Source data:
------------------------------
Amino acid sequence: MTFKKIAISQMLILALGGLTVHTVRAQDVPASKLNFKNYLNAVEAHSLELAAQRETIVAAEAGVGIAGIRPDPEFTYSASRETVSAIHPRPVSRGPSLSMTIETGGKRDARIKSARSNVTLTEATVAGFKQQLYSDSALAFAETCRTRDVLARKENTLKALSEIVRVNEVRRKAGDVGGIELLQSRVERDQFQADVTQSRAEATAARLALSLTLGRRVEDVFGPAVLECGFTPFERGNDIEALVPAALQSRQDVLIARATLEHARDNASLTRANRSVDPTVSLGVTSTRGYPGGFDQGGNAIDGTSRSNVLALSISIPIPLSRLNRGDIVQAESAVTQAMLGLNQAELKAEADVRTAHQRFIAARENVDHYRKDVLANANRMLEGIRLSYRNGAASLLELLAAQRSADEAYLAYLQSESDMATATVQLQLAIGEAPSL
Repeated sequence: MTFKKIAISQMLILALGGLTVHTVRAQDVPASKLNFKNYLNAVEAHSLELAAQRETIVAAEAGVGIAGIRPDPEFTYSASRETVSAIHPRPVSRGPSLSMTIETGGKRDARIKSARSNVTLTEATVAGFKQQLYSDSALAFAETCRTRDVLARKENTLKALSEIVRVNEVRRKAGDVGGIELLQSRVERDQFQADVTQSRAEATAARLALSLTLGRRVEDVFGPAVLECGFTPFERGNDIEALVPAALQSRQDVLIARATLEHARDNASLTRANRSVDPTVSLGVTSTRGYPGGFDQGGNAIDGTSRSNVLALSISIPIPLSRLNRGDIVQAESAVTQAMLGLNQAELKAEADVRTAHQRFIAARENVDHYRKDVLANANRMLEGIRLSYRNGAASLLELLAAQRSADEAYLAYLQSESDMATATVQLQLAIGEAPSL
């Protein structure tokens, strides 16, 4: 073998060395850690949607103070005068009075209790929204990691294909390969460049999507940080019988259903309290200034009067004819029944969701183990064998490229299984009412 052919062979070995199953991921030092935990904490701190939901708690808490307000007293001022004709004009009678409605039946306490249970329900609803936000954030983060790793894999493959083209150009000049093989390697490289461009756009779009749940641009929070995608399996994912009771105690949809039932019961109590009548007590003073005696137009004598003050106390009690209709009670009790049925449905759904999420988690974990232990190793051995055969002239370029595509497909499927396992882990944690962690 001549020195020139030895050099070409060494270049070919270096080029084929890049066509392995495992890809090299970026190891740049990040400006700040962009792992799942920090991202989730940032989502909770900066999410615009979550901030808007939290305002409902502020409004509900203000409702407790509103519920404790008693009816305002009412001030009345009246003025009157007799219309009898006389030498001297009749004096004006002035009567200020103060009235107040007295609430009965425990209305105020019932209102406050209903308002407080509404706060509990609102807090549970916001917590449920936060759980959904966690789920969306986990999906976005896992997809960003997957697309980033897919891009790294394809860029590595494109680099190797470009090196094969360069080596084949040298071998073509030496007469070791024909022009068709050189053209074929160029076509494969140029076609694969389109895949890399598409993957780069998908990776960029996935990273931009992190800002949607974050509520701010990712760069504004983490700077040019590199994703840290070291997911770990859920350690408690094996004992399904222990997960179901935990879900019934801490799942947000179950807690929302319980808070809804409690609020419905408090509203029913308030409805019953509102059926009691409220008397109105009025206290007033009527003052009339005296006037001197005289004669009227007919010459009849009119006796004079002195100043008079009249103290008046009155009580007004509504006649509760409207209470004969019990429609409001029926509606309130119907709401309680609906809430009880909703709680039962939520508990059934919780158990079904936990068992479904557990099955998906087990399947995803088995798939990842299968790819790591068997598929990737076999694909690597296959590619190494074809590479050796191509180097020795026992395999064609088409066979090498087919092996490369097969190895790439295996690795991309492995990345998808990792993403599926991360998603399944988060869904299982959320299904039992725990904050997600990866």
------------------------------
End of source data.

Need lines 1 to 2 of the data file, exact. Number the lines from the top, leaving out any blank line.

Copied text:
Amino acid sequence: MTFKKIAISQMLILALGGLTVHTVRAQDVPASKLNFKNYLNAVEAHSLELAAQRETIVAAEAGVGIAGIRPDPEFTYSASRETVSAIHPRPVSRGPSLSMTIETGGKRDARIKSARSNVTLTEATVAGFKQQLYSDSALAFAETCRTRDVLARKENTLKALSEIVRVNEVRRKAGDVGGIELLQSRVERDQFQADVTQSRAEATAARLALSLTLGRRVEDVFGPAVLECGFTPFERGNDIEALVPAALQSRQDVLIARATLEHARDNASLTRANRSVDPTVSLGVTSTRGYPGGFDQGGNAIDGTSRSNVLALSISIPIPLSRLNRGDIVQAESAVTQAMLGLNQAELKAEADVRTAHQRFIAARENVDHYRKDVLANANRMLEGIRLSYRNGAASLLELLAAQRSADEAYLAYLQSESDMATATVQLQLAIGEAPSL
Repeated sequence: MTFKKIAISQMLILALGGLTVHTVRAQDVPASKLNFKNYLNAVEAHSLELAAQRETIVAAEAGVGIAGIRPDPEFTYSASRETVSAIHPRPVSRGPSLSMTIETGGKRDARIKSARSNVTLTEATVAGFKQQLYSDSALAFAETCRTRDVLARKENTLKALSEIVRVNEVRRKAGDVGGIELLQSRVERDQFQADVTQSRAEATAARLALSLTLGRRVEDVFGPAVLECGFTPFERGNDIEALVPAALQSRQDVLIARATLEHARDNASLTRANRSVDPTVSLGVTSTRGYPGGFDQGGNAIDGTSRSNVLALSISIPIPLSRLNRGDIVQAESAVTQAMLGLNQAELKAEADVRTAHQRFIAARENVDHYRKDVLANANRMLEGIRLSYRNGAASLLELLAAQRSADEAYLAYLQSESDMATATVQLQLAIGEAPSL